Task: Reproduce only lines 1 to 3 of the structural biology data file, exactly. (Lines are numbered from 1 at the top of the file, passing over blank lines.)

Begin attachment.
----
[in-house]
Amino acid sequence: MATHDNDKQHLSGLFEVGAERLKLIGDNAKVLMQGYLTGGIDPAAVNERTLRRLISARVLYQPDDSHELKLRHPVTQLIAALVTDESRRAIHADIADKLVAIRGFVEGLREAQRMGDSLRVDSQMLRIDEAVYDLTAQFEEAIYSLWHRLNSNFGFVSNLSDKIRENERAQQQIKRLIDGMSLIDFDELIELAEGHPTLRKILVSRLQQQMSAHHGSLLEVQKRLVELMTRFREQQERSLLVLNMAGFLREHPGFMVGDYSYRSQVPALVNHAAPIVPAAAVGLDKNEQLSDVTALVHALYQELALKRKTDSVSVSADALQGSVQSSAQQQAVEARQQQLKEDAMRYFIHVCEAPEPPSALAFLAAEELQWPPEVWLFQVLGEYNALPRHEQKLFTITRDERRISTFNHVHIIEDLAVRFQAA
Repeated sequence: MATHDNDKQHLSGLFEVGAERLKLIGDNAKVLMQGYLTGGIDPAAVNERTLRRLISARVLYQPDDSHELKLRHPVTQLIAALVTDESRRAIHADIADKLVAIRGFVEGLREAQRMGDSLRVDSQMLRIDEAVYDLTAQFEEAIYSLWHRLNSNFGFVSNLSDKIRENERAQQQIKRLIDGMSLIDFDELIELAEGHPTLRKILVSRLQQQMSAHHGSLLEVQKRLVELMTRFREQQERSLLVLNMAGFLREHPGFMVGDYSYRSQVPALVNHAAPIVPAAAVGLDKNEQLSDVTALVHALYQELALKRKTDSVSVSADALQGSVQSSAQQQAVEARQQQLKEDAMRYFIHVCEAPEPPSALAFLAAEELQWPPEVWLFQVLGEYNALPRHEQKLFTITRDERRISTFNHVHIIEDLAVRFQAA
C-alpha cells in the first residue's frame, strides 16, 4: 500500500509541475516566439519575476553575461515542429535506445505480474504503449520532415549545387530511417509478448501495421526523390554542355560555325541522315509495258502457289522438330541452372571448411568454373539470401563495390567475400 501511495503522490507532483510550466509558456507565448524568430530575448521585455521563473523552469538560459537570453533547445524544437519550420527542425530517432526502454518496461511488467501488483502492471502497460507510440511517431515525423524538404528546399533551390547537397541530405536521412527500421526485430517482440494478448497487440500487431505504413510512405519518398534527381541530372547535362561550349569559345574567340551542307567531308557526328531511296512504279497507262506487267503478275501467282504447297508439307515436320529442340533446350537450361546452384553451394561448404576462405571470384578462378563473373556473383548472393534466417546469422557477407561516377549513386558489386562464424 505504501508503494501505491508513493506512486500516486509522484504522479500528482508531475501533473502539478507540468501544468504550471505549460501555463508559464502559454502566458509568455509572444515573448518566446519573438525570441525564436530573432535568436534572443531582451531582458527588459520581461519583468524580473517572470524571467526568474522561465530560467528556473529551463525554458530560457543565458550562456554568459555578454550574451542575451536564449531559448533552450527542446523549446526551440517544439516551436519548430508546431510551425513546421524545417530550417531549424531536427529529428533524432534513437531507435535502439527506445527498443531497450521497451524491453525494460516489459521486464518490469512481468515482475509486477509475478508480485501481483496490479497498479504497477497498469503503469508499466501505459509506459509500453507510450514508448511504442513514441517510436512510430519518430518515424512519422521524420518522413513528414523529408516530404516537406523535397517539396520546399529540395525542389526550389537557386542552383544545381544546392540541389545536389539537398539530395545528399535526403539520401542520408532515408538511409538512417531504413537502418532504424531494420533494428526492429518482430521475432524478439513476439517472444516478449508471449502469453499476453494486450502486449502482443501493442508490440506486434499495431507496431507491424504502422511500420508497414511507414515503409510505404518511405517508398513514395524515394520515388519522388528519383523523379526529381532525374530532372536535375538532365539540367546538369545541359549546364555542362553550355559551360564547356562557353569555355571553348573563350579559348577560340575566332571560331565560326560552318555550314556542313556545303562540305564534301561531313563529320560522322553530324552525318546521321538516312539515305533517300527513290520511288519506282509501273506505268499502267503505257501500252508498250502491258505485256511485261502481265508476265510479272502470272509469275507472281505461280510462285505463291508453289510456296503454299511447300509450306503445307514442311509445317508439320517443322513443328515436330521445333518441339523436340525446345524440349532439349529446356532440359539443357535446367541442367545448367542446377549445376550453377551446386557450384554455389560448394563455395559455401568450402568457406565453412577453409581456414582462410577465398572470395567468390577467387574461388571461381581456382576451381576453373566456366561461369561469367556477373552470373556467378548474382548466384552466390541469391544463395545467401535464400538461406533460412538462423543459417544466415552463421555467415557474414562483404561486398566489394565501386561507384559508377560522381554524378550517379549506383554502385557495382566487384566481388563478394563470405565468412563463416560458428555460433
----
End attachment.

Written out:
[in-house]
Amino acid sequence: MATHDNDKQHLSGLFEVGAERLKLIGDNAKVLMQGYLTGGIDPAAVNERTLRRLISARVLYQPDDSHELKLRHPVTQLIAALVTDESRRAIHADIADKLVAIRGFVEGLREAQRMGDSLRVDSQMLRIDEAVYDLTAQFEEAIYSLWHRLNSNFGFVSNLSDKIRENERAQQQIKRLIDGMSLIDFDELIELAEGHPTLRKILVSRLQQQMSAHHGSLLEVQKRLVELMTRFREQQERSLLVLNMAGFLREHPGFMVGDYSYRSQVPALVNHAAPIVPAAAVGLDKNEQLSDVTALVHALYQELALKRKTDSVSVSADALQGSVQSSAQQQAVEARQQQLKEDAMRYFIHVCEAPEPPSALAFLAAEELQWPPEVWLFQVLGEYNALPRHEQKLFTITRDERRISTFNHVHIIEDLAVRFQAA
Repeated sequence: MATHDNDKQHLSGLFEVGAERLKLIGDNAKVLMQGYLTGGIDPAAVNERTLRRLISARVLYQPDDSHELKLRHPVTQLIAALVTDESRRAIHADIADKLVAIRGFVEGLREAQRMGDSLRVDSQMLRIDEAVYDLTAQFEEAIYSLWHRLNSNFGFVSNLSDKIRENERAQQQIKRLIDGMSLIDFDELIELAEGHPTLRKILVSRLQQQMSAHHGSLLEVQKRLVELMTRFREQQERSLLVLNMAGFLREHPGFMVGDYSYRSQVPALVNHAAPIVPAAAVGLDKNEQLSDVTALVHALYQELALKRKTDSVSVSADALQGSVQSSAQQQAVEARQQQLKEDAMRYFIHVCEAPEPPSALAFLAAEELQWPPEVWLFQVLGEYNALPRHEQKLFTITRDERRISTFNHVHIIEDLAVRFQAA